How Can I Support My Child’s Vocabulary Development?

November 6, 2019 No Comments

In our day-to-day life we are constantly exposed to new words which help us to understand the world around us and to communicate effectively with others.

Why is early vocabulary development so important?

Children use language throughout the day to ask for what they need or want, to tell us how they feel and to share news about their day.

Recent studies have found that early vocabulary development is the single most important factor in predicting success with literacy, education, emotional well-being and future employment.

What can I do to support my child’s vocabulary development?

Here is a list of my favourite vocabulary development activities and strategies for you to carry out and use with your child:

1. Create a word web with your child which focuses on all the information they already know about target word (FREE resource attached below). If your child is unfamiliar with the word, you can use books, youtube videos, photographs and pictures to help to support their understanding, By learning a lot about the word, your child will be better able to store and retrieve it.

When you have finished creating each word web you should store them all in your child’s personal vocabulary books, so that you can use it as your child’s personal dictionary.

2. When your child is learning a new word it is important that you teach all of the meanings of that word e.g. bat – something you use to hit a ball, bat – an animal that flies during the night.

3. Make sure your child has sufficient opportunities to use his/ her new words in sentences. This will support him/ her to retain the new vocabulary.

4. Discuss situations in real life where the target word occurs. Encourage your child to identify experiences she/ he has had with the word, e.g. time – quarter of an hour, quantity – he gets a quarter of the sweets.

5. Encourage your child to sort items or pictures into their family groups, e.g. Transport, Animals, Food, Clothes, Buildings, etc. When your child is confident at this, subdivide into further groups, e.g. transport for road/water/air, animals that can fly/run/swim, clothes for hot/cold weather etc.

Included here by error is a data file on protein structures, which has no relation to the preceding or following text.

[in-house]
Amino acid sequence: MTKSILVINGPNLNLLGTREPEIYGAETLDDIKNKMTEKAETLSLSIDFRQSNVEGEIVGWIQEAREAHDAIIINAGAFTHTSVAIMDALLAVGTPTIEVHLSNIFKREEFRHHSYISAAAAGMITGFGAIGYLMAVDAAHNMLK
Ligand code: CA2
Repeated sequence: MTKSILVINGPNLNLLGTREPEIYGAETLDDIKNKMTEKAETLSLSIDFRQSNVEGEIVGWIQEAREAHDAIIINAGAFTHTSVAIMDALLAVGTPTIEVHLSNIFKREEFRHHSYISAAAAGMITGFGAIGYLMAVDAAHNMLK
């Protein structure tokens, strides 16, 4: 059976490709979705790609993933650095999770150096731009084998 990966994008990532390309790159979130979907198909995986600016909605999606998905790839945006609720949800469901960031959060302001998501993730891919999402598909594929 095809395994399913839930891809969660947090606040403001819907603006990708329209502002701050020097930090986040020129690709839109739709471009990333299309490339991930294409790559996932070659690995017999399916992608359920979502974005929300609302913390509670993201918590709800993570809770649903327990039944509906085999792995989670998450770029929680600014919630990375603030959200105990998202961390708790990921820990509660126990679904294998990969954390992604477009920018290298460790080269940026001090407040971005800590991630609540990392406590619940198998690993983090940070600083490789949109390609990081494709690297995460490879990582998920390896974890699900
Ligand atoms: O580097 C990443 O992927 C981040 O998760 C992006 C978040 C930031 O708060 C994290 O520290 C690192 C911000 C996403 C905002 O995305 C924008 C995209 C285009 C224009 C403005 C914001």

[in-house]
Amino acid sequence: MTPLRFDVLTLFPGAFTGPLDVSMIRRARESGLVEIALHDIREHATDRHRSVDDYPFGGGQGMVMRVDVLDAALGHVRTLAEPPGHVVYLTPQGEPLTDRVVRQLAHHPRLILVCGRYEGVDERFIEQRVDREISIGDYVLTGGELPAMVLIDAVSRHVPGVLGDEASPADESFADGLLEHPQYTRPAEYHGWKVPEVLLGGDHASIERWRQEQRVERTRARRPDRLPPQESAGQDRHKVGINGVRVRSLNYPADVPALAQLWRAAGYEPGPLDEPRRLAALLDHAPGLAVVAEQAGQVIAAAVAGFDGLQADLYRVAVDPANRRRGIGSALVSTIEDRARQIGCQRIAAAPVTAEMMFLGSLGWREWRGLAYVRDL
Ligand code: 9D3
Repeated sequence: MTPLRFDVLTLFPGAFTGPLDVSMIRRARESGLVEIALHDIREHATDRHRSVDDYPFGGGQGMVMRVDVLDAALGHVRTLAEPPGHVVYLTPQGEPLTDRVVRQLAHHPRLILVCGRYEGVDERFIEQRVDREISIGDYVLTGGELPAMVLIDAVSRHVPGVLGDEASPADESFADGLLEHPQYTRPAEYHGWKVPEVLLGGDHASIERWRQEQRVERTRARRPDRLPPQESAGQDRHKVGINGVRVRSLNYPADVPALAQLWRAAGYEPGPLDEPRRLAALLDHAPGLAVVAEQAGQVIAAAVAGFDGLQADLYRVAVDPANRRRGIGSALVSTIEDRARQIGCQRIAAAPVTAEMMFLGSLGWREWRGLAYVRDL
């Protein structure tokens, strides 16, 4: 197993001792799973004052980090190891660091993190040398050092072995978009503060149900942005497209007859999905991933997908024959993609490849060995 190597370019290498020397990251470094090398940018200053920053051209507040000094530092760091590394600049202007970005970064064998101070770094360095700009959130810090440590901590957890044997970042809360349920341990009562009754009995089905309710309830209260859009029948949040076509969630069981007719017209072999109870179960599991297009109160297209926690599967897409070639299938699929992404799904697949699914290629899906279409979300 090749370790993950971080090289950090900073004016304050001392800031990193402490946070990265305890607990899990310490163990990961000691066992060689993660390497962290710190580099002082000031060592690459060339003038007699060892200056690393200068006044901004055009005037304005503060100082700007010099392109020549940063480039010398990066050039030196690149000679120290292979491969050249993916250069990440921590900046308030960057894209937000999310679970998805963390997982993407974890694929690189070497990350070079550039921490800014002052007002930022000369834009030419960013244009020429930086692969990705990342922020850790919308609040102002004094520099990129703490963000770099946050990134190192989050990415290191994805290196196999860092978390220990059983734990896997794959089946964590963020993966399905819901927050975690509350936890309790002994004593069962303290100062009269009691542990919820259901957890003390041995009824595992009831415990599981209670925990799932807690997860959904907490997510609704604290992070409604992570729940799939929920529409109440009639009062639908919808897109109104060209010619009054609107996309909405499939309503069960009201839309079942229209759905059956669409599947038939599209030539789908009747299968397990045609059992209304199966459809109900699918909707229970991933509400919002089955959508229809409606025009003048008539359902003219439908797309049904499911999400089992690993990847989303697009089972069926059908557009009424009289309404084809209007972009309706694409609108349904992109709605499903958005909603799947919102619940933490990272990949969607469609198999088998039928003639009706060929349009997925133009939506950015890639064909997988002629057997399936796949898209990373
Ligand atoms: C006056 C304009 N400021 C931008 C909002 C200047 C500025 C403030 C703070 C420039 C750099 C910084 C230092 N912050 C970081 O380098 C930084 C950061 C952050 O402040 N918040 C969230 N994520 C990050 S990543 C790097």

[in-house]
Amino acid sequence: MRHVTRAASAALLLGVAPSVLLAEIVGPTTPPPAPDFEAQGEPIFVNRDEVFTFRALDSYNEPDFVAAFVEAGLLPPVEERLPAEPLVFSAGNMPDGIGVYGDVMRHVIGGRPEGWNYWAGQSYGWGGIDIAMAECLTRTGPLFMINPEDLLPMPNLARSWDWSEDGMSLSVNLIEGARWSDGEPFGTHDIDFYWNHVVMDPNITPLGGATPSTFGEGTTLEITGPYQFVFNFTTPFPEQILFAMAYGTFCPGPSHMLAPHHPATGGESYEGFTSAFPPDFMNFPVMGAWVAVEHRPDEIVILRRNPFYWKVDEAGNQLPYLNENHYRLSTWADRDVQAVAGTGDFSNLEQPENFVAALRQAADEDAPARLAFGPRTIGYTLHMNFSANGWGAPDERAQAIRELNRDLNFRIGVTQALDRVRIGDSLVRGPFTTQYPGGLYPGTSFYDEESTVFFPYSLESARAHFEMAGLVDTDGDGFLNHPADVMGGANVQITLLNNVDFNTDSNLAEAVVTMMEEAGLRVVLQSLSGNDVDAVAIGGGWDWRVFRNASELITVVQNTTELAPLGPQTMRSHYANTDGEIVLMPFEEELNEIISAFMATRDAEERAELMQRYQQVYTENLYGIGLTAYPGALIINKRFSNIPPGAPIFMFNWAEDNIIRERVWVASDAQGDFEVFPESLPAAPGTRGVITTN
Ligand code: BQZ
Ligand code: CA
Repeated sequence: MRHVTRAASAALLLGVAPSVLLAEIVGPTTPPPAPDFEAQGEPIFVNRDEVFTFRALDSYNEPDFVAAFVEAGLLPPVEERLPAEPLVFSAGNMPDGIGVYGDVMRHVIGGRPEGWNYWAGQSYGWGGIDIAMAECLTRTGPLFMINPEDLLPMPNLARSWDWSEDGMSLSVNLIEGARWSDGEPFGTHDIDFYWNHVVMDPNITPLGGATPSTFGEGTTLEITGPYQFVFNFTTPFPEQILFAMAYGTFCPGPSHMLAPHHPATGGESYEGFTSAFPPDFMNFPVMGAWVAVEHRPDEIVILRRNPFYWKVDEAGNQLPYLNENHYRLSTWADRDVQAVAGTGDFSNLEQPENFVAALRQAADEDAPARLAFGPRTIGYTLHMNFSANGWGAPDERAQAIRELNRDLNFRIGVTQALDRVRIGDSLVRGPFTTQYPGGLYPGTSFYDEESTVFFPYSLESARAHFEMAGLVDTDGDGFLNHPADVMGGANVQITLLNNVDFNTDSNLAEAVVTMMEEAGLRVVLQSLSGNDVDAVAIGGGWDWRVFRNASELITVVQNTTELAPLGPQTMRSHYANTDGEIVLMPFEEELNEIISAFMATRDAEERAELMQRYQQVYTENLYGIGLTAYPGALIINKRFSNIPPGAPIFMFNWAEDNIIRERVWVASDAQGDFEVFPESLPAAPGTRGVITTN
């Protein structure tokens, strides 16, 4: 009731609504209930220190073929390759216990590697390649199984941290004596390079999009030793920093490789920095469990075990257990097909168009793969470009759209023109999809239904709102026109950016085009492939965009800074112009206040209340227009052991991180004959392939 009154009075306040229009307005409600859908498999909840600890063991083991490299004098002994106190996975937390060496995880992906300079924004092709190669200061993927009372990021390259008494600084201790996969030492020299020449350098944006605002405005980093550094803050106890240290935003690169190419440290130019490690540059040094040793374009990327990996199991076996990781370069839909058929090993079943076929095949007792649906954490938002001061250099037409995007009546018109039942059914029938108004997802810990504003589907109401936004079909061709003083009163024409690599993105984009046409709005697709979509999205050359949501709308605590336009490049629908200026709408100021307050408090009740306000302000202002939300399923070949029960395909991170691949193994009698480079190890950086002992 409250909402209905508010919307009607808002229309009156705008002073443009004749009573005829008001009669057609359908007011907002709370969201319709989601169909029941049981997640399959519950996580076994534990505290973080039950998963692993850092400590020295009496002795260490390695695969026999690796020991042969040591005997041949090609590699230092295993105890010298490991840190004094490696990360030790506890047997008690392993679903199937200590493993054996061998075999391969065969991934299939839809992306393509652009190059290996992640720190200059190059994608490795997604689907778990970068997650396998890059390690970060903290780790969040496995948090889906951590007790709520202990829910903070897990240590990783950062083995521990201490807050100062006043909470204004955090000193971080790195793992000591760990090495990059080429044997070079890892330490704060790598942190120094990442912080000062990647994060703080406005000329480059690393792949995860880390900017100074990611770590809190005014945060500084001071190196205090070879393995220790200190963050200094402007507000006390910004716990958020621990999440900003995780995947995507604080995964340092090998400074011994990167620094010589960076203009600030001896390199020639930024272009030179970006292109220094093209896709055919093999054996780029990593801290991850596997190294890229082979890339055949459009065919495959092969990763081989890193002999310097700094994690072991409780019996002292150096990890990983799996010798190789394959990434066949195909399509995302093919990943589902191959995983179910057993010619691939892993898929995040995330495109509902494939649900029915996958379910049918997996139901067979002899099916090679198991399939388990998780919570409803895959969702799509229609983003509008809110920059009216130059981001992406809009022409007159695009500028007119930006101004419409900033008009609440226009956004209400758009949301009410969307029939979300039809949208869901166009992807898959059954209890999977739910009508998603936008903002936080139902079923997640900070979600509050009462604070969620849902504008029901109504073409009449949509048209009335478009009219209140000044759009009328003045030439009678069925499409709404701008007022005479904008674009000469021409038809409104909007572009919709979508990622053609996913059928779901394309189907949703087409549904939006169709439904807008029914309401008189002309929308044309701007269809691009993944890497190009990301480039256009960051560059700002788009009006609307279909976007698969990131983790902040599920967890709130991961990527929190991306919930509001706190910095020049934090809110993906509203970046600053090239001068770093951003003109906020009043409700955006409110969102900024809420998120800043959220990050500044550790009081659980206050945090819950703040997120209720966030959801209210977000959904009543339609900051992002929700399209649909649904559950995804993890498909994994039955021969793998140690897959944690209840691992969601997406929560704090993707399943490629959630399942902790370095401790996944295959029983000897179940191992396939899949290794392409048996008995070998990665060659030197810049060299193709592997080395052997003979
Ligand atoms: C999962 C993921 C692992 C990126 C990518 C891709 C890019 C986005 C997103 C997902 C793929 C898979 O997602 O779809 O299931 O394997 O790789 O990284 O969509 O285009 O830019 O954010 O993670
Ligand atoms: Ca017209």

Use a selection of pictures or objects (real and pretend) OR without the use of objects and pictures ask ‘What category are these from?’ 

  • Apple, pear, bananna 
  • Table, chair, bed 
  • Monkey, giraffe, elephant

6. Think about the ways in which two objects are the same and how they are different. In the early stages use real objects and help to make the comparisons, e.g. dog/cat, pen/pencil. Gradually move onto more difficult pairs, e.g. cup/bucket.

7. Get your child to think about what the word sounds like, for example:

  • What is the 1st sound in the word?
  • How many syllables are there in the word? Can you clap the syllables out together?
  • Can you think of any other words that rhyme with your target word e.g. cat, mat, bat.

8. If your child is older, it is also important that you also teach all the prefixes (group of letters that change the meaning of a word when they are added to the start) and suffixes (a letter or group of letters that goes on the end of a word and changes the word’s meaning) that go with the target word to generalise your child’s understanding of the word in all contexts.

For example:

Prefix –

  • un usually means not. For example, unhappy, unlocked, unfair
  • dis and mis usually have negative meanings. For example, disagree, disobey, misbehave, mislead
  • re usually means again or back. For example, redo, reappear, redecorate

Sufix –

  • Adding ‘ing’ can change a noun into a verb eg ‘garden’ to ‘gardening’.
  • Adding ‘ed’ can put a verb in the past tense eg ‘jump’ to ‘jumped’.

9. One of the best things you can do with your child to develop their vocabulary is to read to/ with them. Exposure to new books allows your child to hear a wide range of vocabulary in different contexts, which helps them to develop their understanding of these words. Check out The Book Corner to find some of my favourite children’s books.

I hope that you enjoy carrying out these activities with your child to support their vocabulary development. Which activity or strategy do you think you will find most useful?


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I am a Speech & Language Therapist who is passionate about all things AAC, Gestalt Language processing and providing neurodiversity-affirming services! Read More

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